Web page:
The global democratic regression has stalled and some of the world’s most authoritarian regions have registered significant gains over the past year, but “the overall pace of democratic change remained stagnant” during 2012, according to a new survey.
The democracy score declined for 40 countries, increased in 54 and stayed the same in 73 of the 167 countries covered in The Economist Intelligence Unit’s annual Democracy Index for 2012.
Most regions saw a similar average democracy score for 2012 as in 2011, with the exception of the Middle East and North Africa where the average score grew by more than a point, from 3.62 to 3.73. Three MENA states – Egypt, Libya, and Morocco – changed status from authoritarian to hybrid regimes, while Libya registered the biggest increase of any country. Yet the region remains one of the least democratic, with 12 of 20 countries still under authoritarian rule.
“Global backsliding in democracy had been evident for some time and strengthened in the wake of the 2008-09 global economic crisis,” the report notes. “Between 2006 and 2008 there was stagnation of democracy; between 2008 and 2010 there was regression across the world.”
But while the regression has been arrested, democrats can boast few major gains.
“In 2012 global democracy was at a standstill in the sense that there was neither significant progress nor regression in levels of democracy worldwide,” said Laza Kekic, the report’s principal editor.
Eight countries experienced a change in regime type, says the EIU, with six registering an upgrade and two a regression.
Hong Kong, Malawi and Senegal improved from hybrid regimes to flawed democracies; Libya, Morocco and Burundi moved from authoritarian to hybrid status; but Mali and Sri Lanka regressed from flawed democracies to hybrid regimes.
“Although almost one-half of the world’s countries can be considered to be democracies …the number of ‘full democracies’ is low, at only 25 countries; 54 countries are rated as ‘flawed democracies’”, the report states. “Of the remaining 88 countries in our index, 51 are authoritarian and 37 are considered to be ‘hybrid regimes’”.
Stagnation of democracy
Key recent developments, according to the report, include:
- The unprecedented rise of movements for democratic change across the Arab world led many to expect a new wave of democratization. But it has become apparent that democracy in the region remains a highly uncertain prospect.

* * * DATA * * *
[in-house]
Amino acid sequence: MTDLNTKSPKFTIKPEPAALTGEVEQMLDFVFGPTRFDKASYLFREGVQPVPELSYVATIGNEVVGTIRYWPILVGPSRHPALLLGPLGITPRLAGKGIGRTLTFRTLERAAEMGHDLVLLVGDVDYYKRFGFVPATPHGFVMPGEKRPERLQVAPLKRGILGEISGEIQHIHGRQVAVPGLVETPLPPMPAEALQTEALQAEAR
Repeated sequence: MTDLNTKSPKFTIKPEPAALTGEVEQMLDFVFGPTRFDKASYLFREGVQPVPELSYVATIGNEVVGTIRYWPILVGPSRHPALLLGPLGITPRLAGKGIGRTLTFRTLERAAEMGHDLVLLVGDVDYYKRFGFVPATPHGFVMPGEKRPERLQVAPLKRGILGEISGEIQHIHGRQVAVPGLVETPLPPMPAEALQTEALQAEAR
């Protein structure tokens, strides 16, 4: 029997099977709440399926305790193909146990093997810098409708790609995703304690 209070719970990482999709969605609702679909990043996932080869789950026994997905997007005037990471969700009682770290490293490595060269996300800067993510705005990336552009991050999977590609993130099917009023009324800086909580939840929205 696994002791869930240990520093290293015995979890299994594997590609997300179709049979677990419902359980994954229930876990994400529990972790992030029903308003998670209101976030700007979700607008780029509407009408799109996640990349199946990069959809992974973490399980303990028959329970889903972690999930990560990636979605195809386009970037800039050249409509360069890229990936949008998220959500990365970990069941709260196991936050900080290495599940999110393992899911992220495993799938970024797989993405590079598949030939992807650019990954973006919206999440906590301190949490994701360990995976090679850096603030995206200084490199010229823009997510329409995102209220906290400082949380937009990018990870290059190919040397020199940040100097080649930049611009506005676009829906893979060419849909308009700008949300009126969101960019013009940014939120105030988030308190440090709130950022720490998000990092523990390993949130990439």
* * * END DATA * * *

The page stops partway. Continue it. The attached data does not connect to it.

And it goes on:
- 2012 was characterized by sovereign debt crises and weak political leadership in the developed world.
- Popular confidence in political institutions continues to decline in many European countries.
- The US and the UK remain at the bottom end of the full democracy category. US democracy has been adversely affected by a deepening of the polarization of the political scene and political brinkmanship and paralysis. The UK is beset by a deep institutional crisis.
- In Eastern Europe democracy declined in 10 countries in 2012. Had it not been for the significant improvement in the score for Georgia, the regional average score for Eastern Europe would have declined in 2012 compared with 2011.
- Rampant crime in some countries—in particular, violence and drug-trafficking—continues to have a negative impact on democracy in Latin America.
The Index analyzes 165 independent countries and two territories to measure the status of democracy, using five criteria: electoral process and pluralism; civil liberties; the functioning of government; political participation; and political culture.
The most democratic countries are in Scandinavia, with Norway, Sweden, Iceland, and Denmark in the top four places, and New Zealand joining them in the top five.
But the report highlights “significant erosion in democracy” in Western Europe: Greece, Portugal, Italy and France have dropped out of the category of full democracies, while 15 of 21 states experienced a decline in their overall score, in large part due to effects of the economic crisis.
“The main reason for the decline in democracy scores in 2011 in the region was the erosion in sovereignty and democratic accountability associated with the effects of and responses to the euro zone crisis,” says the report:
Most dramatically, in two countries (Greece and Italy) democratically elected politicians were replaced by technocrats at the head of governments. Policy in some countries is no longer being set by national legislatures and elected politicians, but is effectively set by official creditors, the European Central Bank, the European Commission and the IMF.
Despite the overall stagnation, the report highlights grounds for optimism.
Even though the democratic prospects of the Arab awakening remain uncertain, the region’s revolts demonstrate the likely fate of “long-serving, geriatric leaders” in the face of “young and restless populations,” the report suggests. Similarly, in states like Zimbabwe and Cuba, authoritarian rule appears unsustainable.
“The longer ageing autocrats hang on to power, the more out-of-touch and corrupt their regimes tend to become,” the EIU notes, “and the more of an anachronism and an affront they become to their peoples.”